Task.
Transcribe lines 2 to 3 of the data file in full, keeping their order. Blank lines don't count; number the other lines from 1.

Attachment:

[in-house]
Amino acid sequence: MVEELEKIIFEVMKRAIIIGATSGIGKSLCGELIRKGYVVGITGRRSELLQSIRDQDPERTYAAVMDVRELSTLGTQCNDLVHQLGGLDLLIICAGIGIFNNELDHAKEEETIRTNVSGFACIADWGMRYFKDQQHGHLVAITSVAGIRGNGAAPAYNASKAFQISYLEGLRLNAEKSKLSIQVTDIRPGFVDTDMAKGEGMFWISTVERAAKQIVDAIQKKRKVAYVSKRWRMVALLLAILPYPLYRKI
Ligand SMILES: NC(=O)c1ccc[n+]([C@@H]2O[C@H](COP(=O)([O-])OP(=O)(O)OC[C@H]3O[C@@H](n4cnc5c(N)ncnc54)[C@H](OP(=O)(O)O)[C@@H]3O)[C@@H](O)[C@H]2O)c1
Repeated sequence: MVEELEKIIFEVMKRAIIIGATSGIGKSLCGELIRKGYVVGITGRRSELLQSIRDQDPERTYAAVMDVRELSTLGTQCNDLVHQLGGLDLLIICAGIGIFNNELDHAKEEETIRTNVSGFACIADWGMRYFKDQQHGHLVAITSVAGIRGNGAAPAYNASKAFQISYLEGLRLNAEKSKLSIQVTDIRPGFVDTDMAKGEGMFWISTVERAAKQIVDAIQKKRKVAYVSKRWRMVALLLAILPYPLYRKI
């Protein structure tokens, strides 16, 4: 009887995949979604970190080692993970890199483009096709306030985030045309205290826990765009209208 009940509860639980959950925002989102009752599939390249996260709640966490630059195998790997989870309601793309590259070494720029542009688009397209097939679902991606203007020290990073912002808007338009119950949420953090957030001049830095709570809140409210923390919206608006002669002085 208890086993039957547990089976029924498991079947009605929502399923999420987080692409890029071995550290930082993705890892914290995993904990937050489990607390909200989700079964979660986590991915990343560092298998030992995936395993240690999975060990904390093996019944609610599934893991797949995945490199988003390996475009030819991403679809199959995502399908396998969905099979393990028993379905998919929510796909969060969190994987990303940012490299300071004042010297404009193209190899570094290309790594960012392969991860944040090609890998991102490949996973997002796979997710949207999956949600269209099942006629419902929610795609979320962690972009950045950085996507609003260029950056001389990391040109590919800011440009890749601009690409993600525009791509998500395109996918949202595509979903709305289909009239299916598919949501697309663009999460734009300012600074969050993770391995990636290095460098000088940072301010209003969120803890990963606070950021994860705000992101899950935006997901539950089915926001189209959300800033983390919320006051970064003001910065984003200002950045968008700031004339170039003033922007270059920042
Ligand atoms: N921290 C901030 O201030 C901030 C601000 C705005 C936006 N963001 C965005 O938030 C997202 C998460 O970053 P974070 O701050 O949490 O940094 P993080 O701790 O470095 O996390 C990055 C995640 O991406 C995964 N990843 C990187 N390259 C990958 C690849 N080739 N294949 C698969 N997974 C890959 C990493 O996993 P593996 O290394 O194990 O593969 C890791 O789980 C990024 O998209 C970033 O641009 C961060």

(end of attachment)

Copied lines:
Amino acid sequence: MVEELEKIIFEVMKRAIIIGATSGIGKSLCGELIRKGYVVGITGRRSELLQSIRDQDPERTYAAVMDVRELSTLGTQCNDLVHQLGGLDLLIICAGIGIFNNELDHAKEEETIRTNVSGFACIADWGMRYFKDQQHGHLVAITSVAGIRGNGAAPAYNASKAFQISYLEGLRLNAEKSKLSIQVTDIRPGFVDTDMAKGEGMFWISTVERAAKQIVDAIQKKRKVAYVSKRWRMVALLLAILPYPLYRKI
Ligand SMILES: NC(=O)c1ccc[n+]([C@@H]2O[C@H](COP(=O)([O-])OP(=O)(O)OC[C@H]3O[C@@H](n4cnc5c(N)ncnc54)[C@H](OP(=O)(O)O)[C@@H]3O)[C@@H](O)[C@H]2O)c1